Great British Mysteries
Reviewed – 14th May 2018
“this hour long show delivers at least a giggle in every line”
After three days on the sofa coughing and hacking and bored out of my mind I was looking forward to an evening of laughter. The first joke of the evening was the journey into Soho – my local railway network could sell their timetable as a work of fiction and humour as all online information completely contradicts the departure screen on the platform. Despite this we arrived with enough time for a medicinal drink before heading upstairs in the Soho theatre.
Very quickly the lights dimmed and the screen in front of us flickered through some of the great mysteries, myths and legends of Great Britain – and at this point you need to hear the words ‘dun dun duuuuuun’ in your head for dramatic effect.
Our hosts for the evening, Olive Bacon, a Supernaturalist not pizza topping, and Dr. Teddy Tyrell, sometimes spelled with four Ds (played brilliantly by Rose Robinson and Will Close), arrived in sensible shoes and professor tweeds to take us on a whistle stop tour of the highlights of their ‘televisual investigations’.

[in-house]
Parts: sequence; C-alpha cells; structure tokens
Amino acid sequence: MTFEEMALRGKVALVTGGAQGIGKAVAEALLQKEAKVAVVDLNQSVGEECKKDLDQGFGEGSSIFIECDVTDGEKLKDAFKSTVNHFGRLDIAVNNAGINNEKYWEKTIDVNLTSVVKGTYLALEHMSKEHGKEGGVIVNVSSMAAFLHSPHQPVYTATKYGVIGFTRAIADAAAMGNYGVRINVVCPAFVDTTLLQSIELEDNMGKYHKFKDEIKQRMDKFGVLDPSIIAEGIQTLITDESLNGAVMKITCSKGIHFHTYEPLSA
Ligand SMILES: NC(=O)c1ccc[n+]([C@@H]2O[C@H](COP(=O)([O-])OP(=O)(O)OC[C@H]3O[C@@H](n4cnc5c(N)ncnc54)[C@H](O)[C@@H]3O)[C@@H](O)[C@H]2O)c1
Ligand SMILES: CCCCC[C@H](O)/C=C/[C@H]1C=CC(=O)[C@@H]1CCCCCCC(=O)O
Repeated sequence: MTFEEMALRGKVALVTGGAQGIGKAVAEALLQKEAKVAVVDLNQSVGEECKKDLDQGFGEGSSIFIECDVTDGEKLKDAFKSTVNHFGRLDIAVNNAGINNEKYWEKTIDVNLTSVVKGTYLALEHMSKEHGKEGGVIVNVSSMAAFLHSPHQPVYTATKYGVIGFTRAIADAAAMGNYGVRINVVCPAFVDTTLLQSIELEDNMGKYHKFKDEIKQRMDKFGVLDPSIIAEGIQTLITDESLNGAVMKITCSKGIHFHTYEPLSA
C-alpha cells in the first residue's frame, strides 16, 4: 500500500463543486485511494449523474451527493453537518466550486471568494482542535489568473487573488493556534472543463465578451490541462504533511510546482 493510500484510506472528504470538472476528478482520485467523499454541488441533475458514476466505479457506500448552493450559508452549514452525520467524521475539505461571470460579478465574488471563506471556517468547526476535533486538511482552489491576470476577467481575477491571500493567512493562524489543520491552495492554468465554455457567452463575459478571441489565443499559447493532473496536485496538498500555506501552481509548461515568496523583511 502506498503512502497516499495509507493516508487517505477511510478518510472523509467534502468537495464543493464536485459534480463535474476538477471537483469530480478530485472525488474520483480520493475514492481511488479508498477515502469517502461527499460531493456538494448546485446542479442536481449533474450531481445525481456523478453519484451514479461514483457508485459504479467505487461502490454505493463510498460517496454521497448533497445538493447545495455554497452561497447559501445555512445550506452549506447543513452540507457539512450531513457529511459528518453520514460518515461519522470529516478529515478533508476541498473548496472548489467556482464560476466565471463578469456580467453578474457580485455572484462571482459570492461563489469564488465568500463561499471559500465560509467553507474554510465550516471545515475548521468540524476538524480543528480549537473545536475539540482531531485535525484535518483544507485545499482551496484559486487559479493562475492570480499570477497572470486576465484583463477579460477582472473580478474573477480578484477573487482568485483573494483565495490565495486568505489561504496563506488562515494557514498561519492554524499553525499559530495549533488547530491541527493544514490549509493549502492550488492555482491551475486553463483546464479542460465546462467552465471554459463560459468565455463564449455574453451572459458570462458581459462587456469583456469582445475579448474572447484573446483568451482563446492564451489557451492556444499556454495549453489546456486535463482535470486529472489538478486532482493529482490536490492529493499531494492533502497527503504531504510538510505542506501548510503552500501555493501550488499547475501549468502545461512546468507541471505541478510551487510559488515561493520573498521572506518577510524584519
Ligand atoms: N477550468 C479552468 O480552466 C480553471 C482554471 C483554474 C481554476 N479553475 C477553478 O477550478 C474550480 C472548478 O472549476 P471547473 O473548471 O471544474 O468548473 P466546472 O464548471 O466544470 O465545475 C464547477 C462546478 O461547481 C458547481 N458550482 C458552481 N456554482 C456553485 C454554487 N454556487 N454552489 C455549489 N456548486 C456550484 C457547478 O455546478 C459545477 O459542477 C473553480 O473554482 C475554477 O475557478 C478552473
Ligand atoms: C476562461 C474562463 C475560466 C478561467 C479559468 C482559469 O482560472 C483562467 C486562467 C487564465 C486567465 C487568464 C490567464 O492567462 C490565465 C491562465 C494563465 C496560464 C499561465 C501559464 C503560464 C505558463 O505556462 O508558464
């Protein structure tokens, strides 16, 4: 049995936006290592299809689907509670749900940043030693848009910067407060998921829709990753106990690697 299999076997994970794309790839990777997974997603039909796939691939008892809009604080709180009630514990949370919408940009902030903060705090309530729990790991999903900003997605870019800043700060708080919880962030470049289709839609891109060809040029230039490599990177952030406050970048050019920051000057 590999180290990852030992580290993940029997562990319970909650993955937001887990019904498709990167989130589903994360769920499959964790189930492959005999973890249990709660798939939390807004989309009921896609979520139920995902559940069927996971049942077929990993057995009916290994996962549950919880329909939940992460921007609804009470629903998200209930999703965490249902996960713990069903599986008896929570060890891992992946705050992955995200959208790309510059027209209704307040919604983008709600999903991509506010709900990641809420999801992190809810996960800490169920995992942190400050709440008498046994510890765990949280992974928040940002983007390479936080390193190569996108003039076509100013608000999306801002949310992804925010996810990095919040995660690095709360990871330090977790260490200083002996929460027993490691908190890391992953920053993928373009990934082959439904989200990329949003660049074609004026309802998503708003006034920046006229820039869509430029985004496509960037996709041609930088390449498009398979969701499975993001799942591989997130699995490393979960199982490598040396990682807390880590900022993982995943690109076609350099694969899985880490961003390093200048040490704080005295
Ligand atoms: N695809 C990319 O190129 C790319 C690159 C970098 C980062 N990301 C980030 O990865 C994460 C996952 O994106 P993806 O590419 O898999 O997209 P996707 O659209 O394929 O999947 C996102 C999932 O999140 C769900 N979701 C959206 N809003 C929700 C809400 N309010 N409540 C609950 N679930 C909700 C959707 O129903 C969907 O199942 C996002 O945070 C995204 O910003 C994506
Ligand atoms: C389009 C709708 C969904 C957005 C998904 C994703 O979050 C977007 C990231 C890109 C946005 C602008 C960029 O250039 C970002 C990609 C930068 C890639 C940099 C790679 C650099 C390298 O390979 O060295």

With gusto and an air of authority we witnessed them delve into suspicious and undocumented anomalies across the History of the British Isle. Using their eye for detail, careful field notes, and relying entirely on instinct alone, they pose questions on the identity of Jack the Ripper, what happened to the Princes in the Tower, and dared to reopen the old question regarding the gender of Elizabeth I …
With journalistic methods as minimal as their body of research, they jovially exclaim ‘evidence shmevidence’ in the face of opposition, disbelief and fact, and take us on an investigation of the Loch Ness Monster. This leads to disagreement and loss of faith, and much more hands-on detective work than ever before. The fight to prove their theories once and for all rested solely on scrap metal and a Pritt stick, can it be done?
Using a large screen to impart images familiar to us all, and with a script littered with song titles, lyrics, puns and ridiculous ‘alternative truths’ this hour long show delivers at least a giggle in every line. The audience was laughing along from the outset as this ‘mockumentory’ indeed mocked. The one or two moments where those on stage needed to stare at the ceiling, floor, or anywhere (as long as it wasn’t in the eye of their companion), in order to find composure, simply added to the amusement and the show never faltered in pace.
Having sold out at the Edinburgh Fringe last Summer, this debut show is hilarious in places and just outright funny all through. With a new ‘series of investigations’ set to hit the stage soon (again under the direction of Joseph Hancock) this should not be missed while you still have the chance. I for one can’t wait to seek out the next ‘Tibetan’ instalment of ‘Great British Mysteries?’
Reviewed by Joanna Hinson
Great British Mysteries
Soho Theatre until 19th May